3. Those All-Important Keywords
This is perhaps the most important part of creating a “flawless” PPC ad. If you use PPC marketing campaigns, you are all too familiar with the “auction” that occurs for the most popular keywords.
You also know that keyword searches are now conducted very differently – phrases, not just single words and voice searches just to name two of these.
Your keywords must match those of a searcher. Most platforms do have keyword quality “scores,” based upon their relevance to what searchers look for. The more specific you can be, the better. Here is how you go about selecting your keywords:
● Use a good PPC keyword research tool to find those that are most relevant to your product or service.
● You may then want to group your keywords that fit together well and that can form longer-tailed terms that consumers would use.
● Use different combinations so that you can “test” their effectiveness later.
Continue to research keywords and keyword combinations, because their popularity continually evolves.
4. The Aspect of Creativity
This is a tough challenge. You want to find a way to attract your audience with your very first words and then provide a product description that shows value, benefit, or uniqueness in just a few more words. It’s a tall order. Take a look at this example from Castor and Pollux organic pet foods.
The very first line is intriguing. And people associate food with humans. Add to this the emotional appeal that we want to treat our pets as members of our family, and you have a pretty perfect ad. People searching for organic pet food on a platform where this ad is contained will likely get this as a response.
While PPC ads contain very few words, the need for creative writing is significant and not a talent that all marketing or marketing staffs have. Many of them have educational backgrounds that include lots of academic paper writing and editing, during their college years, and some have certainly had a bit of coursework in marketing copy writing, but creativity goes beyond that. If a marketer is feeling challenged by PPC ad creativity, it may be better to outsource this writing to someone who has that talent.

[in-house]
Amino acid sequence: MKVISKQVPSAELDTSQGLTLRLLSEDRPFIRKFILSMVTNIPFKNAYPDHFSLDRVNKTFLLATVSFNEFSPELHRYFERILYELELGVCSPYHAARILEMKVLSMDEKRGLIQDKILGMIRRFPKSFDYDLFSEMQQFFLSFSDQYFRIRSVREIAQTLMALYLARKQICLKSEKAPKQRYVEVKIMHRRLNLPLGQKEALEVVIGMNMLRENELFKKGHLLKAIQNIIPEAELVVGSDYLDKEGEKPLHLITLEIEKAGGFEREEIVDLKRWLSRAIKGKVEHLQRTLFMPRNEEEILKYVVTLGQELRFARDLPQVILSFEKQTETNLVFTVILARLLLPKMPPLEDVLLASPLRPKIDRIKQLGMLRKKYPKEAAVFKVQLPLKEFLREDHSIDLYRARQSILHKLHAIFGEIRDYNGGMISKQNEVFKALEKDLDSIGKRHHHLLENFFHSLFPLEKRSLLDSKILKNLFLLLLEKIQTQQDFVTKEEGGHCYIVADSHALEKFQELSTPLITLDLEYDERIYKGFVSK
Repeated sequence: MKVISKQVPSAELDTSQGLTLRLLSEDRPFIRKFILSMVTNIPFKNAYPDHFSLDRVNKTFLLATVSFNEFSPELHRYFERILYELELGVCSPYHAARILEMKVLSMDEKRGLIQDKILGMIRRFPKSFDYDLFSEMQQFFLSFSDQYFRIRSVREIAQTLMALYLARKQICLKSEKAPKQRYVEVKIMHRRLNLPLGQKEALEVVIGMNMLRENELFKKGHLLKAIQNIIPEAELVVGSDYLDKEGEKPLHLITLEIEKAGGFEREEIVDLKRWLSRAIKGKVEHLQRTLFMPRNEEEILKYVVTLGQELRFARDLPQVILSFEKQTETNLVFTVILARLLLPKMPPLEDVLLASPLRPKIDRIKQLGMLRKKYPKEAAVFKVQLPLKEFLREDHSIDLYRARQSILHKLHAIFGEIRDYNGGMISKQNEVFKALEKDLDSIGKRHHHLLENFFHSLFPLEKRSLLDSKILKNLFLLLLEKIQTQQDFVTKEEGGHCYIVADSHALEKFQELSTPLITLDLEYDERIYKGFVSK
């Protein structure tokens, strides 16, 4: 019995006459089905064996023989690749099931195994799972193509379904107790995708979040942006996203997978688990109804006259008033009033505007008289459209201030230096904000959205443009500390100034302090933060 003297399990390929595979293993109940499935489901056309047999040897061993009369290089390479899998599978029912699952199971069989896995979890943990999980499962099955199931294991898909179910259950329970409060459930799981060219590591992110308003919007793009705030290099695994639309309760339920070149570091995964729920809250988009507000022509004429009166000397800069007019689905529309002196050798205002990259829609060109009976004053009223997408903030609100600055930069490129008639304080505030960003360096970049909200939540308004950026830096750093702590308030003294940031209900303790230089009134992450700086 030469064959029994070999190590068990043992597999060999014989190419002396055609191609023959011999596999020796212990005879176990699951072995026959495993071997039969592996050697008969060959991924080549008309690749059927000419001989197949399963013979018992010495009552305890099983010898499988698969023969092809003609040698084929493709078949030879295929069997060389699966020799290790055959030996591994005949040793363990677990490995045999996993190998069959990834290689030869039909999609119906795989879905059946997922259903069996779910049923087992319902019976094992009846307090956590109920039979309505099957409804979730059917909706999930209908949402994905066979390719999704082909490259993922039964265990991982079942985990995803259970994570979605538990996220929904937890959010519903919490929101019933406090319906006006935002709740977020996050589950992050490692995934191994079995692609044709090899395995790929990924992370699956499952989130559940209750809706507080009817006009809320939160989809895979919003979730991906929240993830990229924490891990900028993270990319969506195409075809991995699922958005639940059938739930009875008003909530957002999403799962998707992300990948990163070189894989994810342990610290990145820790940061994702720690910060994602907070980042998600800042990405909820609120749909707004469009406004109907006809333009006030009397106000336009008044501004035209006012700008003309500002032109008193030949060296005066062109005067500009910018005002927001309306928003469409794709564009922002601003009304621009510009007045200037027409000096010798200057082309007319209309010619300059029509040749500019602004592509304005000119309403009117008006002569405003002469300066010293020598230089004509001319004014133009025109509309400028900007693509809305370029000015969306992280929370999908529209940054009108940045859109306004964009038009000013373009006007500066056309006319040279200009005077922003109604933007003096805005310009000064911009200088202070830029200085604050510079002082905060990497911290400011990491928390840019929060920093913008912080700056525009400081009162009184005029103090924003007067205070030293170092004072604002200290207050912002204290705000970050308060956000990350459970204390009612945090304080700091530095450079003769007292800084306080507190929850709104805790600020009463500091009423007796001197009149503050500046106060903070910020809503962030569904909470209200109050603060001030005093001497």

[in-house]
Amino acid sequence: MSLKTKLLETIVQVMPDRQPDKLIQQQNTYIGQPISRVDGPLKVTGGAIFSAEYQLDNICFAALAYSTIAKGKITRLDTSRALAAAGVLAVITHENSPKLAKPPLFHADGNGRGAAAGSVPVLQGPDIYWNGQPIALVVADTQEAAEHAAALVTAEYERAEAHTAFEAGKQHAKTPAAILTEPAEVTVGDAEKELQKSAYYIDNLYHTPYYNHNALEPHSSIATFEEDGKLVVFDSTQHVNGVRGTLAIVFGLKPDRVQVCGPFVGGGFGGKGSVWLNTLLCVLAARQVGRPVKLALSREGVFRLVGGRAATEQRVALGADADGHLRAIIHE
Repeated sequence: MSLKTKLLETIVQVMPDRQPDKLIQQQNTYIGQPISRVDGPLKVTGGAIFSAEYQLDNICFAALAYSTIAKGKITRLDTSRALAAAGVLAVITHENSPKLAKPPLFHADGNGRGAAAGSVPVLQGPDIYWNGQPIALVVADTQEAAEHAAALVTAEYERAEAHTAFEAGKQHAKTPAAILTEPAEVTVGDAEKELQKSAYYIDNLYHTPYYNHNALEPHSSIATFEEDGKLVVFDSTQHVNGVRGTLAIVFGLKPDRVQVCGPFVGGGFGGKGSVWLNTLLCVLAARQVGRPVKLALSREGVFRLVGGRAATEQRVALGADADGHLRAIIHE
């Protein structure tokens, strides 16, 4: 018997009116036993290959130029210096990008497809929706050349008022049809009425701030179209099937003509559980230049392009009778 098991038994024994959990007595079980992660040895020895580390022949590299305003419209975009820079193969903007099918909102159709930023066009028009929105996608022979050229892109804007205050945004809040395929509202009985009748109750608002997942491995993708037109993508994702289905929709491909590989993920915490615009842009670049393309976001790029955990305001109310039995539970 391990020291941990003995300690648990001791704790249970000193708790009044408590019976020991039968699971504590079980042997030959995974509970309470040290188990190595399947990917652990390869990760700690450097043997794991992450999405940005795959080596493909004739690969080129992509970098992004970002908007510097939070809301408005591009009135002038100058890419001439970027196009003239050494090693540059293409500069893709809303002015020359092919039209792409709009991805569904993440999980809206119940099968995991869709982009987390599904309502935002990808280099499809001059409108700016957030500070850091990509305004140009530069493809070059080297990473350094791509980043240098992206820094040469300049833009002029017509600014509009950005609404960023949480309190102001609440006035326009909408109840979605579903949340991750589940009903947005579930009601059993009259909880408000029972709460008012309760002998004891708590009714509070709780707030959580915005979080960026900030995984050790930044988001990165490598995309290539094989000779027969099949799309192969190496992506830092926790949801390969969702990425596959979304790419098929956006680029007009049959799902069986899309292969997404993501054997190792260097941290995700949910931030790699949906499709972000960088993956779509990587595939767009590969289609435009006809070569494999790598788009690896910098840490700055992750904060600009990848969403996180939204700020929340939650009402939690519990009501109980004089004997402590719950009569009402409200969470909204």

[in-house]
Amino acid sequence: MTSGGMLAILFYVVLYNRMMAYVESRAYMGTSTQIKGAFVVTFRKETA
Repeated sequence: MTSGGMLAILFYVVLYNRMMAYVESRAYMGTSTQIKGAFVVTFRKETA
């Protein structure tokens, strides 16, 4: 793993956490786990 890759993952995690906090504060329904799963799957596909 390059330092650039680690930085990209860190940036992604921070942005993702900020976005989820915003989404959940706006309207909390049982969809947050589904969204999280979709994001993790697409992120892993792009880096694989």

5. The Analytics
There is no point in proceeding with a PPC campaign if you do not intend to analyze its effectiveness. The good news is that every platform that offers PPC campaigns also provides full analysis reports. Here are the things you want to look for as you review these reports:
● How many clicks are you getting from each ad on each platform?
● If you are running the same ad(s) on several platforms, are you getting similar click-through? If not, you may want to remove an under-performing ad from a specific platform?
● Which platforms are resulting in the most clicks overall? Which are getting the least?
● Which platforms and clicks re giving you the conversions you want?
● Are you getting lots of clicks but not enough conversions? The problem, then, is probably your landing page.
All of this detailed information will let you make wise decisions going forward, related to the ads themselves, the keywords, the platforms, the wording, design, image, etc. But as you consider the changes, don’t be too hasty. When you begin a campaign, give it some time.
Concluding Remark – The Additional Key Factor of That Landing Page
While this piece is focused on the writing of PPC ads, it is impossible not to address that landing page to which consumers are being directed. First, that page must provide exactly what is promised in the PPC ad. And this is where some amazing stuff can happen.
Technology now allows all types of visual and other media content that consumers now almost demand. It’s important to look at all of these new technology trends and see how a landing page can be continually improved to make a potential customer’s experience well worth it.
Dorian Martin is a writer, editor, copywriter, and an experienced proofreader for the best academic writing service, Get Good Grade. He is also passionate about all things digital and entrepreneurial and is a frequent blogger on such topics.